Public Disclosure of Beneficial Ownership: Do the Naysayers Have a Point?

Readers are no doubt celebrating the British House of Commons approval May 1 of legislation making it harder for corrupt officials to hide money offshore.  The new law requires that, starting 2021, the British Virgin Islands and the Cayman Islands along with other U.K. overseas territories must publicly disclose the actual person or persons – the “beneficial owners” – of companies organized under their laws.  Some half of the companies identified in the Panama Papers were organized in the British Virgin Islands, and estimates are that between 2007 and 2016 over $90 billion surreptitiously left Russia via British overseas territories.  Somewhere among the billions that mobsters, drug traffickers, and tax evaders are hiding in British overseas territory corporations are likely billions in monies stolen through corruption.  Forcing the corporations to reveal who is behind them will make recovering the monies that much easier.

No reform, no matter how powerful the arguments in support, is without its doubters.  Given the hefty fees banks, lawyers, accountants, and secrecy accomplices of all kinds earn helping hide money, it is no wonder the beneficial ownership legislation has attracted its share of naysayers.  The most thoughtful, and certainly the one who can turn the cleverest phrase, is BVI solicitor Martin Kenney. On Monday on the FCPA blog, he castigated “the NGO ‘transparency’ brigade.” It had “once again raised its guns and placed its cross-hairs over its preferred target: the offshore service providers in the British Overseas Territories.” And thanks to the Commons vote, the brigade can now mount its most wanted “trophy,” the BVI, on its wall.

Laying aside his colorful rhetoric, Kenney has a point.  Actually two.    Continue reading

A New BOSS in Town: Changes to BVI Beneficial Owner Information Regime

As the British Virgin Islands (BVI) continue to recover from the devastation of Hurricane Irma, attention is properly focused on humanitarian relief and the repair of the BVI’s physical infrastructure. But there have also been important recent developments associated with the BVI’s legal infrastructure—changes designed to address the BVI’s reputation as one of the world’s premier tax havens, and as a popular destination for money laundered by corrupt public officials, organized crime networks, and others.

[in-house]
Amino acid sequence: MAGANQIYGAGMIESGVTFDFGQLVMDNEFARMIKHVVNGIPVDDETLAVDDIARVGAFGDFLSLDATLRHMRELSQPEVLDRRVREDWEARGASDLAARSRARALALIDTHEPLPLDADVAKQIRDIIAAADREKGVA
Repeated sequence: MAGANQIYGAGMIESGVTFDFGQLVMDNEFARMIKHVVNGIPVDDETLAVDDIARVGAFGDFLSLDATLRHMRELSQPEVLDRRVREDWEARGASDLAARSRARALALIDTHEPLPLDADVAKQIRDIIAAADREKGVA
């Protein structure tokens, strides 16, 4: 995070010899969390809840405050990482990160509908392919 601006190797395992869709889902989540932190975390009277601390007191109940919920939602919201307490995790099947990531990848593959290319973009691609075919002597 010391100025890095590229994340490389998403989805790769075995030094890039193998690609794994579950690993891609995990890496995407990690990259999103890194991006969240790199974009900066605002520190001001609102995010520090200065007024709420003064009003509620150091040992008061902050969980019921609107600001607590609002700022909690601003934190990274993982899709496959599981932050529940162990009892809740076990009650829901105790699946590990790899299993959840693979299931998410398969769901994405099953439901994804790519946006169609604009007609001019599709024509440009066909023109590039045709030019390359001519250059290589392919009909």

Thanks in part by a campaign by former UK Prime Minister David Cameron to remove the “cloak of secrecy” from Britain’s offshore territories, and in part to the embarrassing publication of the Panama Papers, the BVI recently enacted a new Beneficial Ownership Secure Search System (BOSS) Act, which went into effect last June.

The BOSS Act is the latest in a series of steps designed to clean up the BVI’s image. Previous moves have included signing an intergovernmental agreement with the United States on Foreign Account Tax Compliance and becoming a signatory to the OECD’s Common Reporting Standard for the automatic exchange of tax and financial information. In 2016, the BVI changed the law to make it mandatory – for the first time – for companies to report their lists of directors to the government. Overall, it’s not yet clear whether these moves have had any effect on the island’s offshore economy. Indeed, the BVI’s interest in preserving its status as a center of the world’s offshore economy has prevented more drastic steps and weakened those that have been taken. (The 2016 law changes, for instance, did not require the reporting of ownership stakes.) Half-measures are unsurprising given the centrality of secrecy to the BVI’s economic success – after all, you can’t expect turkeys to vote for Thanksgiving. While the BVI points out in its defense that its level of transparency is no worse than that of other UK offshore territories, and is in fact better than that of some US states, the fact remains that most of the BVI’s legal reforms have weighed business interests in secrecy more heavily than public interests in transparency.

The BOSS Act unfortunately seems to suffer from the same problem, though it is a step in the right direction. Continue reading

Exposing Secret Offshore Bank Accounts: American Law